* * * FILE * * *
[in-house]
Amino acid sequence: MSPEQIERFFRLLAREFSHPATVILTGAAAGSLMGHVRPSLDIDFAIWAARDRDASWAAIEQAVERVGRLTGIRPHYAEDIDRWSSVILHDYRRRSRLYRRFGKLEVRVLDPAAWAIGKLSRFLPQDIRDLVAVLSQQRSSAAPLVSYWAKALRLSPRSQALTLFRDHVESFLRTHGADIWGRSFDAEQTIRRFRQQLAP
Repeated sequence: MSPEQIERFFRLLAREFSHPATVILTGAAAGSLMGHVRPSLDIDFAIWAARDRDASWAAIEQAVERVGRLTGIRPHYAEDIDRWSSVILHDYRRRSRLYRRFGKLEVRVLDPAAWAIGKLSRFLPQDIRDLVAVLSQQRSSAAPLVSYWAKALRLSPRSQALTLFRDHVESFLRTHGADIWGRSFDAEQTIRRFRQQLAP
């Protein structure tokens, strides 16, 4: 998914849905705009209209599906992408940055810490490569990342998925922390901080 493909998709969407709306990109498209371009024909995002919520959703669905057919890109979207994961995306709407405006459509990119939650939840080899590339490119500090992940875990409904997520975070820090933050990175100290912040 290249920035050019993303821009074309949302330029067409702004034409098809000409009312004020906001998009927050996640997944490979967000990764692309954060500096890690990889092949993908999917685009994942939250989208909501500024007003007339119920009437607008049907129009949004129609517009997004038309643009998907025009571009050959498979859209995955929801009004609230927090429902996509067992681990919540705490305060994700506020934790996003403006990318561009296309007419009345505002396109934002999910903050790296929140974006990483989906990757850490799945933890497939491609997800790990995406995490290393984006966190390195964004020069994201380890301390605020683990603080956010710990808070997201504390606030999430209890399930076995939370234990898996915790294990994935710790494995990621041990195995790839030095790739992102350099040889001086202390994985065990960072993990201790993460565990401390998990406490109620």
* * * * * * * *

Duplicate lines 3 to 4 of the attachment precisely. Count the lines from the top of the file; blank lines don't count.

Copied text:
Repeated sequence: MSPEQIERFFRLLAREFSHPATVILTGAAAGSLMGHVRPSLDIDFAIWAARDRDASWAAIEQAVERVGRLTGIRPHYAEDIDRWSSVILHDYRRRSRLYRRFGKLEVRVLDPAAWAIGKLSRFLPQDIRDLVAVLSQQRSSAAPLVSYWAKALRLSPRSQALTLFRDHVESFLRTHGADIWGRSFDAEQTIRRFRQQLAP
């Protein structure tokens, strides 16, 4: 998914849905705009209209599906992408940055810490490569990342998925922390901080 493909998709969407709306990109498209371009024909995002919520959703669905057919890109979207994961995306709407405006459509990119939650939840080899590339490119500090992940875990409904997520975070820090933050990175100290912040 290249920035050019993303821009074309949302330029067409702004034409098809000409009312004020906001998009927050996640997944490979967000990764692309954060500096890690990889092949993908999917685009994942939250989208909501500024007003007339119920009437607008049907129009949004129609517009997004038309643009998907025009571009050959498979859209995955929801009004609230927090429902996509067992681990919540705490305060994700506020934790996003403006990318561009296309007419009345505002396109934002999910903050790296929140974006990483989906990757850490799945933890497939491609997800790990995406995490290393984006966190390195964004020069994201380890301390605020683990603080956010710990808070997201504390606030999430209890399930076995939370234990898996915790294990994935710790494995990621041990195995790839030095790739992102350099040889001086202390994985065990960072993990201790993460565990401390998990406490109620």